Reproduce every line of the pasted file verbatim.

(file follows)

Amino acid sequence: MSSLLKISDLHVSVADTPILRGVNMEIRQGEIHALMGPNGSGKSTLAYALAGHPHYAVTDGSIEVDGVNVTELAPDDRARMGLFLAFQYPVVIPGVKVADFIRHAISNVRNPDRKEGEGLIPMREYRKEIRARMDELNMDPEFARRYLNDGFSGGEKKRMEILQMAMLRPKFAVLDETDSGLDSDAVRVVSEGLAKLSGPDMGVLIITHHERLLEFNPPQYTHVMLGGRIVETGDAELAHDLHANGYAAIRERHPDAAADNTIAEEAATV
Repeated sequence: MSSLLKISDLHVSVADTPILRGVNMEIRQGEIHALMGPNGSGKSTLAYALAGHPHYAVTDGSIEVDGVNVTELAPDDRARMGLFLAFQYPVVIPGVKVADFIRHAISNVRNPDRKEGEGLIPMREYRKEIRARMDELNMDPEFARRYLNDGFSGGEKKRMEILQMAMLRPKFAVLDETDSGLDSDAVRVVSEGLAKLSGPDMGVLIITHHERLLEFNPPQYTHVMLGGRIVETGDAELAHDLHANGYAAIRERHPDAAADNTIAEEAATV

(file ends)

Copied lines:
Amino acid sequence: MSSLLKISDLHVSVADTPILRGVNMEIRQGEIHALMGPNGSGKSTLAYALAGHPHYAVTDGSIEVDGVNVTELAPDDRARMGLFLAFQYPVVIPGVKVADFIRHAISNVRNPDRKEGEGLIPMREYRKEIRARMDELNMDPEFARRYLNDGFSGGEKKRMEILQMAMLRPKFAVLDETDSGLDSDAVRVVSEGLAKLSGPDMGVLIITHHERLLEFNPPQYTHVMLGGRIVETGDAELAHDLHANGYAAIRERHPDAAADNTIAEEAATV
Repeated sequence: MSSLLKISDLHVSVADTPILRGVNMEIRQGEIHALMGPNGSGKSTLAYALAGHPHYAVTDGSIEVDGVNVTELAPDDRARMGLFLAFQYPVVIPGVKVADFIRHAISNVRNPDRKEGEGLIPMREYRKEIRARMDELNMDPEFARRYLNDGFSGGEKKRMEILQMAMLRPKFAVLDETDSGLDSDAVRVVSEGLAKLSGPDMGVLIITHHERLLEFNPPQYTHVMLGGRIVETGDAELAHDLHANGYAAIRERHPDAAADNTIAEEAATV